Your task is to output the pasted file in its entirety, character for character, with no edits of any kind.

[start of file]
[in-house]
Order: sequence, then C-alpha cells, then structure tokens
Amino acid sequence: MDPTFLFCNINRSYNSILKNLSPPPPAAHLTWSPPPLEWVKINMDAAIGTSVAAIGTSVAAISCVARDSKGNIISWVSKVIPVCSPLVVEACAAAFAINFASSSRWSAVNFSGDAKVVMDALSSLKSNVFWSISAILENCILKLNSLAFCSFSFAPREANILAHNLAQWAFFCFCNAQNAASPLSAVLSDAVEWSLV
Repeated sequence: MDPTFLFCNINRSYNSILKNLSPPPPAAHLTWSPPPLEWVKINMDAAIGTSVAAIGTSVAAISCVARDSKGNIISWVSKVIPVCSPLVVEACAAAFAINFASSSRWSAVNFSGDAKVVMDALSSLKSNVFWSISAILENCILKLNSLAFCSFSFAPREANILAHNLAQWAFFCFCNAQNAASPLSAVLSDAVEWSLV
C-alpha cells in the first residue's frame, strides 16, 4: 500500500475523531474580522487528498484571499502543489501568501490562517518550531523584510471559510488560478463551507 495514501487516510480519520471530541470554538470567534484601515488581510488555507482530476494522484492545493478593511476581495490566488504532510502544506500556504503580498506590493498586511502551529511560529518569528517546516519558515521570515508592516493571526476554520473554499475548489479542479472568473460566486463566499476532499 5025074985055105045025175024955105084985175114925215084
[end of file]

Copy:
[in-house]
Order: sequence, then C-alpha cells, then structure tokens
Amino acid sequence: MDPTFLFCNINRSYNSILKNLSPPPPAAHLTWSPPPLEWVKINMDAAIGTSVAAIGTSVAAISCVARDSKGNIISWVSKVIPVCSPLVVEACAAAFAINFASSSRWSAVNFSGDAKVVMDALSSLKSNVFWSISAILENCILKLNSLAFCSFSFAPREANILAHNLAQWAFFCFCNAQNAASPLSAVLSDAVEWSLV
Repeated sequence: MDPTFLFCNINRSYNSILKNLSPPPPAAHLTWSPPPLEWVKINMDAAIGTSVAAIGTSVAAISCVARDSKGNIISWVSKVIPVCSPLVVEACAAAFAINFASSSRWSAVNFSGDAKVVMDALSSLKSNVFWSISAILENCILKLNSLAFCSFSFAPREANILAHNLAQWAFFCFCNAQNAASPLSAVLSDAVEWSLV
C-alpha cells in the first residue's frame, strides 16, 4: 500500500475523531474580522487528498484571499502543489501568501490562517518550531523584510471559510488560478463551507 495514501487516510480519520471530541470554538470567534484601515488581510488555507482530476494522484492545493478593511476581495490566488504532510502544506500556504503580498506590493498586511502551529511560529518569528517546516519558515521570515508592516493571526476554520473554499475548489479542479472568473460566486463566499476532499 5025074985055105045025175024955105084985175114925215084